Background: Overproduction of oxidized-low density lipoproteins (oxyLDLs) has been found to contribute in endothelial cell (EC) dysfunction thereby leading to atherosclerosis development and progression. In particular, oxyLDLs lead to apoptotic cell death of EC via oxidative stress production, mostly subsequent to the overexpression of the scavenger receptor LOX-1. Here, we hypothesize that LOX-1 expression in EC represents a crucial event which attenuates protective autophagic response, thereby enhancing programmed endothelial cell death. Methods and results: Bovine aortic endothelial cells (BAECs) in culturewere exposed to oxyLDL (1-100 μM). After 48 h incubation, oxyLDL produced pronounced malondialdehyde (MDA) elevation and apoptotic cell death of BAEC as detected by FACS analysis, an effect counteracted by antioxidant N-acetyl-cysteine (NAC) as well as by the NO-donor SNAP. OxyLDL-induced apoptotic cell death was also accompanied by reduced VEGF-dependent phosphorylation of constitutive NO synthase (cNOS) in BAEC and consistent attenuation of autophagic response as detected by the expression of Beclin-1 and LC3, two reliable biomarkers of autophagy. Moreover, silencing LOX-1 receptor significantly restored LC3 expression in oxyLDL-treated BAEC, thus suggesting a key role of LOX-1 overproduction in oxyLDL-induced endothelial dysfunction. Conclusions: OxyLDL leads to impaired NO generation and apoptotic cell death in BAECs. This effect occurs via the overexpression of LOX-1 and subsequent attenuation of protective autophagic response thereby contributing to the pathophysiology of oxyLDL-induced endothelial dysfunction which characterizes early stages of atherosclerotic process.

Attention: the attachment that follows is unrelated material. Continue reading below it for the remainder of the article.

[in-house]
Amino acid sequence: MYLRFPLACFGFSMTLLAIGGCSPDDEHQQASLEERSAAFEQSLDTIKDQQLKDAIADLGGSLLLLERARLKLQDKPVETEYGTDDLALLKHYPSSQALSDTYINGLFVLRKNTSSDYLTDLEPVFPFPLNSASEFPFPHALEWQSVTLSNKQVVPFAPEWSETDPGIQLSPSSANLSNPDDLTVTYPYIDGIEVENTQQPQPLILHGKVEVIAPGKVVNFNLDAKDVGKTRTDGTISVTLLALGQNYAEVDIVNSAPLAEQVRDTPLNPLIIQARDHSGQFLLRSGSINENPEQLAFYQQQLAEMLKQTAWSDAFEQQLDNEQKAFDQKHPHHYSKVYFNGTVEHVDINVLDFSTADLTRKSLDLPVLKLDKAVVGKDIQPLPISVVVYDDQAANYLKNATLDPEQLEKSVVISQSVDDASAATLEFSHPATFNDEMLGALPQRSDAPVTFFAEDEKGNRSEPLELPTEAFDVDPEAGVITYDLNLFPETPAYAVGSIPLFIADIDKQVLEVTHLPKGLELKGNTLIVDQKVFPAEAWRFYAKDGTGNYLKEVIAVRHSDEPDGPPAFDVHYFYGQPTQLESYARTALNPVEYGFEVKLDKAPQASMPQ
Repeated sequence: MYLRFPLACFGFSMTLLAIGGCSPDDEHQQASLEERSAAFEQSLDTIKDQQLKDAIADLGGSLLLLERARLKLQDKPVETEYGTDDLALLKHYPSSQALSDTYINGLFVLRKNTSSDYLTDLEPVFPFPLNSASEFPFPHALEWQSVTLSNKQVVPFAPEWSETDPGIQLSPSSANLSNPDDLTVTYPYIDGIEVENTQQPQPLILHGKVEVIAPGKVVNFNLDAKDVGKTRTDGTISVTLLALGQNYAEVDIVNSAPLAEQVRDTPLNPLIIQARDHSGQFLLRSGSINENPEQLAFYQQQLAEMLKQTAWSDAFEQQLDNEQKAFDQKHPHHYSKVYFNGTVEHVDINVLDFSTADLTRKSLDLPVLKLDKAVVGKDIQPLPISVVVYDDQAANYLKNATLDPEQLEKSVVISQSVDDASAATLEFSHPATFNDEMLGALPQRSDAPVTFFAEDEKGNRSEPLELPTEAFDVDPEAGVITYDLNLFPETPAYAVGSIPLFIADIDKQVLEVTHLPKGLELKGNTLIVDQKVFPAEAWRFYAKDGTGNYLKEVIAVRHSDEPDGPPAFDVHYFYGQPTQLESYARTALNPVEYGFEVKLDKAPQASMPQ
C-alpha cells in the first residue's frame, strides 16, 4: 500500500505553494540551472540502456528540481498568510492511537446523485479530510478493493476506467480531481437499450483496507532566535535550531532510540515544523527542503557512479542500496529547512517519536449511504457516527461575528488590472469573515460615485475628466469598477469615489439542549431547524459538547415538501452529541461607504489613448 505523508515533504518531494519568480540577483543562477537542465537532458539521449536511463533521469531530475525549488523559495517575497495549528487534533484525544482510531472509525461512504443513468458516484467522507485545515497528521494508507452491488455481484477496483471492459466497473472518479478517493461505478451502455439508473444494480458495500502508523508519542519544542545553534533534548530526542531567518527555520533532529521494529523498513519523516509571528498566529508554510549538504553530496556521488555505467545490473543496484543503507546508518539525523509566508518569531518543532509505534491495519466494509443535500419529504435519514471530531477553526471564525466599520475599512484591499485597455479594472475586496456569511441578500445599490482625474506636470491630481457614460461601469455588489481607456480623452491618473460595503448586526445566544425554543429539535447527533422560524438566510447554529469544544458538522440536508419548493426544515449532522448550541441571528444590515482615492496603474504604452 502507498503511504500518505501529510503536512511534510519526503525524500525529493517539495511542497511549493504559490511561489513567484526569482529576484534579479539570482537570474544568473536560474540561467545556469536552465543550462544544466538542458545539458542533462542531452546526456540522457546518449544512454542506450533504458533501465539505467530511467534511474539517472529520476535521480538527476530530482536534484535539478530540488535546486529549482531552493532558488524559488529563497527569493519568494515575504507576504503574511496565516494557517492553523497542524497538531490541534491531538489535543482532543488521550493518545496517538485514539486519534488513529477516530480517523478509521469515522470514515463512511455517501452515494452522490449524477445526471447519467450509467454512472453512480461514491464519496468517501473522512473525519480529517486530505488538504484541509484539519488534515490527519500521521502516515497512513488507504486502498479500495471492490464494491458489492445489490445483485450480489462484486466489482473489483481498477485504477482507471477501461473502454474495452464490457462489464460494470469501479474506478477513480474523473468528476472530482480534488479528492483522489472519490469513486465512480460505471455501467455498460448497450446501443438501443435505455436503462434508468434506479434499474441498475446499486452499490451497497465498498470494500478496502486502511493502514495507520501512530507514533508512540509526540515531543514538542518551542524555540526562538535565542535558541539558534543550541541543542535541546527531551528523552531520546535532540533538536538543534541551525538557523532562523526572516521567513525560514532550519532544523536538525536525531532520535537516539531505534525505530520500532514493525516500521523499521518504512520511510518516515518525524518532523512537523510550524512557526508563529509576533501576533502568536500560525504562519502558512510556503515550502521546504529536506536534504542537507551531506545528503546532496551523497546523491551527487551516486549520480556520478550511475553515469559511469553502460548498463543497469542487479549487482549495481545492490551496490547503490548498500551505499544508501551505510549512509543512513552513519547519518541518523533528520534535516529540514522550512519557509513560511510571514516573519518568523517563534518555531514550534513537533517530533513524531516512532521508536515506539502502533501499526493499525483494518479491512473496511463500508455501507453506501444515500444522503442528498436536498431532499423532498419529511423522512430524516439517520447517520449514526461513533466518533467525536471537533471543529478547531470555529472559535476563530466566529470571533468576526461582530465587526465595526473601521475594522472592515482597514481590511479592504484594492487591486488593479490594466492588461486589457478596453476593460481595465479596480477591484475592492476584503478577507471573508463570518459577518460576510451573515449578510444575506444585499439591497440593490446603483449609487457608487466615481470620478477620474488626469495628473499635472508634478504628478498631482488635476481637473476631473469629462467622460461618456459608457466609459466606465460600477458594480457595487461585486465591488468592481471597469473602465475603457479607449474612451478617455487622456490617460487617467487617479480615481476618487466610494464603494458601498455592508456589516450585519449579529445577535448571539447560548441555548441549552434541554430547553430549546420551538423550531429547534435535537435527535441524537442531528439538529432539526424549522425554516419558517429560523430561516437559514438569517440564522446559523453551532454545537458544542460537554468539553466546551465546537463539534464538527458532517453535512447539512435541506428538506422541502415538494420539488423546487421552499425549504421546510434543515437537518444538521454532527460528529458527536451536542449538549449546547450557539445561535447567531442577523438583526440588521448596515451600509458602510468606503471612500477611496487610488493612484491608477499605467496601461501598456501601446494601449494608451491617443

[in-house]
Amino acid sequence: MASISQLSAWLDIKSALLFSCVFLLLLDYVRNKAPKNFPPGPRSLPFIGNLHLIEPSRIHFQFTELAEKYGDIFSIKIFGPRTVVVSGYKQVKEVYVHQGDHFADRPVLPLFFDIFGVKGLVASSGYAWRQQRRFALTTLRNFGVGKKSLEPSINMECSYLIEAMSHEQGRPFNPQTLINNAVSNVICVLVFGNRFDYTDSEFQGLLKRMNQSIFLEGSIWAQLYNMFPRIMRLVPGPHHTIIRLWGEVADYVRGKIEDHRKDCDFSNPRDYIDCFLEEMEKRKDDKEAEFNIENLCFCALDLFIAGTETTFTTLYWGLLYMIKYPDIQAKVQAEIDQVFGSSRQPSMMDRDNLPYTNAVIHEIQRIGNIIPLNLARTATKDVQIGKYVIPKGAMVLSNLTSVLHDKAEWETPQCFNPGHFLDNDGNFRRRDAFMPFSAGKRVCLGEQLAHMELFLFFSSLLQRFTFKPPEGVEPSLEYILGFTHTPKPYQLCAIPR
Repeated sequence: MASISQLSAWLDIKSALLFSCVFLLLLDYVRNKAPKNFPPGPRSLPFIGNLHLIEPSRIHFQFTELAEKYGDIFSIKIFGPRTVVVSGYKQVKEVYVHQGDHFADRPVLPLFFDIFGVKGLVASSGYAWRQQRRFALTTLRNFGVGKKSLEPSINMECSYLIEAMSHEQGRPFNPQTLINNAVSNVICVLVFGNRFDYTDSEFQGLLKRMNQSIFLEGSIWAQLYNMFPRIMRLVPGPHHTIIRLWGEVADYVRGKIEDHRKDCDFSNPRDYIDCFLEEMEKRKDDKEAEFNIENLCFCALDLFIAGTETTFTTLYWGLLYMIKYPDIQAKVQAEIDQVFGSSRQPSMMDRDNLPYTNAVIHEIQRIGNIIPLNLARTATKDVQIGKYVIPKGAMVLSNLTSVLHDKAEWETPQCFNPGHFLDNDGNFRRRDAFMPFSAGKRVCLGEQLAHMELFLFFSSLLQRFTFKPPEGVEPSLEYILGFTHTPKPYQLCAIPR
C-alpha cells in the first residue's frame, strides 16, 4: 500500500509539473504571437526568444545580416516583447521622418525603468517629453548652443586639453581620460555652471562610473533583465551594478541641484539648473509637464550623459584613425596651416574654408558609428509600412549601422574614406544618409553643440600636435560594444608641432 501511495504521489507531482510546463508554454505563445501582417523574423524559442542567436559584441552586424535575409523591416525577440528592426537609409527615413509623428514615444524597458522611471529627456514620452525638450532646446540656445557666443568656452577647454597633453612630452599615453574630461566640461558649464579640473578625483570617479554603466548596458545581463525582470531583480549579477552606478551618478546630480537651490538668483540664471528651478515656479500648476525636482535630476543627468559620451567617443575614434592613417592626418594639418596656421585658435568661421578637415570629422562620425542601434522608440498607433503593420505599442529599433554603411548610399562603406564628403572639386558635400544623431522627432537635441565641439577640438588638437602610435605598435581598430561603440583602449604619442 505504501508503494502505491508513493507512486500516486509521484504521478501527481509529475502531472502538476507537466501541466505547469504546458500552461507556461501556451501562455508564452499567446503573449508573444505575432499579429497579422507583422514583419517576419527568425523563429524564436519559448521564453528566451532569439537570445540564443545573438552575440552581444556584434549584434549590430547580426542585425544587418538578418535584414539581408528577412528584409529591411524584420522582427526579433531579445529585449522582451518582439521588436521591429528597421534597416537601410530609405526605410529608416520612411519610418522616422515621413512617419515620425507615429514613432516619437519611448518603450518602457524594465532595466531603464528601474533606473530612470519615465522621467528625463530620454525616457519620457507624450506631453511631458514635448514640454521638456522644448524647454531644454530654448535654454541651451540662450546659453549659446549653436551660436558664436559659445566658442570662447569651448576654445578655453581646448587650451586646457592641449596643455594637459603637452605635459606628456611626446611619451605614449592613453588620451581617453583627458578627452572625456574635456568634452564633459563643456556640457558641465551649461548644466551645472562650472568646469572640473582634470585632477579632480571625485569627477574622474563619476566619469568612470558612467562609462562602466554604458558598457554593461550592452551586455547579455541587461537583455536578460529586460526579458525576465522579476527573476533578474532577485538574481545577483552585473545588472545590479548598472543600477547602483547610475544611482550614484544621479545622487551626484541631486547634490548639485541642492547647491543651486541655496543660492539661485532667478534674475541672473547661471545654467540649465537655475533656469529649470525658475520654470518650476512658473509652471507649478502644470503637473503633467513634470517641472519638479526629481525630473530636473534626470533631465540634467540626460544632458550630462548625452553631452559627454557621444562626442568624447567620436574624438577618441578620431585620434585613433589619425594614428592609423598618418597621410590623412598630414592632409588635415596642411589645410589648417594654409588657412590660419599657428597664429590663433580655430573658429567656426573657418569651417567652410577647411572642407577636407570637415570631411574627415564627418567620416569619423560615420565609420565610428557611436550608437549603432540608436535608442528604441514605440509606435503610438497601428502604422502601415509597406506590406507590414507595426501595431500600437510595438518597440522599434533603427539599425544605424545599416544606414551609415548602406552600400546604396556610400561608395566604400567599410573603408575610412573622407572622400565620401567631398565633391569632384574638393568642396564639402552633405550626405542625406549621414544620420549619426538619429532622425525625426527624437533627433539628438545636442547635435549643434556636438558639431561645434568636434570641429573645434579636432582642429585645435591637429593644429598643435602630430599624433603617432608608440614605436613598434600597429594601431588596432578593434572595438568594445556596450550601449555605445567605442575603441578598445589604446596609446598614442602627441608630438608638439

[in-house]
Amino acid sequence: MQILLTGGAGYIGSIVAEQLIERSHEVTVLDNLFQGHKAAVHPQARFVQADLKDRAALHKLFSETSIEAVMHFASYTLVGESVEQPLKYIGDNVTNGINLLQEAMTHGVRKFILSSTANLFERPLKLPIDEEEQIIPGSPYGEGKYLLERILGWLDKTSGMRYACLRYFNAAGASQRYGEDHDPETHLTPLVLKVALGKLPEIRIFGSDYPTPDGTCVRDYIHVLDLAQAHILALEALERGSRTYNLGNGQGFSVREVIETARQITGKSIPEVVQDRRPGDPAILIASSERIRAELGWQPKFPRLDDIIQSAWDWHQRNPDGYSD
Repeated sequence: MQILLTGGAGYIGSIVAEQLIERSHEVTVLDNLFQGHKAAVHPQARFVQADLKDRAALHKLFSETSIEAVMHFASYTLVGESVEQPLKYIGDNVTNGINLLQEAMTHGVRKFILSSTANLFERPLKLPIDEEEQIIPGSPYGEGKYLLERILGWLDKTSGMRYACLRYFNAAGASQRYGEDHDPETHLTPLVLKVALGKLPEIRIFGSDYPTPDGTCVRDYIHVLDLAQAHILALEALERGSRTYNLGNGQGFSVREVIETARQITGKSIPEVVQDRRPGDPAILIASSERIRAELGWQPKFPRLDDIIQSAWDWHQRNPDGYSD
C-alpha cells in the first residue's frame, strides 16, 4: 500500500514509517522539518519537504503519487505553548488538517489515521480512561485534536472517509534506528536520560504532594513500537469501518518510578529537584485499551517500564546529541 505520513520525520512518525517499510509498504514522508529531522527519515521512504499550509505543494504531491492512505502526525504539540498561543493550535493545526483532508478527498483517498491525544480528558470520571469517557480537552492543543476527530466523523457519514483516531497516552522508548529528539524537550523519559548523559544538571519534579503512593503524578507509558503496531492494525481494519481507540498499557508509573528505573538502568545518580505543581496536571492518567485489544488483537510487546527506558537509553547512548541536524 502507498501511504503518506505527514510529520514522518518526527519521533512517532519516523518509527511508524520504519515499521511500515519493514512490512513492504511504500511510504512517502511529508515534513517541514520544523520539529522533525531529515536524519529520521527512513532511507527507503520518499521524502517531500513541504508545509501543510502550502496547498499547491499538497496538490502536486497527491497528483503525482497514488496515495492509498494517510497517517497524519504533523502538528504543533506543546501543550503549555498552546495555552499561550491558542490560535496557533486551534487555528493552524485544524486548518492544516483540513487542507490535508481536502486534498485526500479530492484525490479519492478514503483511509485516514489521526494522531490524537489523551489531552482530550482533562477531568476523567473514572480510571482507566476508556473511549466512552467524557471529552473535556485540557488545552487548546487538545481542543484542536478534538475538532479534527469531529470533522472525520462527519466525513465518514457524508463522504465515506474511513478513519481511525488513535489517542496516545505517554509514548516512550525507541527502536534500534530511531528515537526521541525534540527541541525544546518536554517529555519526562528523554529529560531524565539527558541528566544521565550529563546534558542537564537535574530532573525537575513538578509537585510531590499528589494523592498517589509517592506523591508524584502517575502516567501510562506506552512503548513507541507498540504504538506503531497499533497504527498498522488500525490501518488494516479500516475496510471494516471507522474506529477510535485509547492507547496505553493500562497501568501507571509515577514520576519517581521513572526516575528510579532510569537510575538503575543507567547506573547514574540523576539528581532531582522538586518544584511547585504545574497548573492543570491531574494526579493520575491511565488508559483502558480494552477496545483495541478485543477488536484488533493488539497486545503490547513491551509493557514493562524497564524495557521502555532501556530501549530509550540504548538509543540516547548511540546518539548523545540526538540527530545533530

- Oxidative stress
- Protective autophagy
ASJC Scopus subject areas
- Cardiology and Cardiovascular Medicine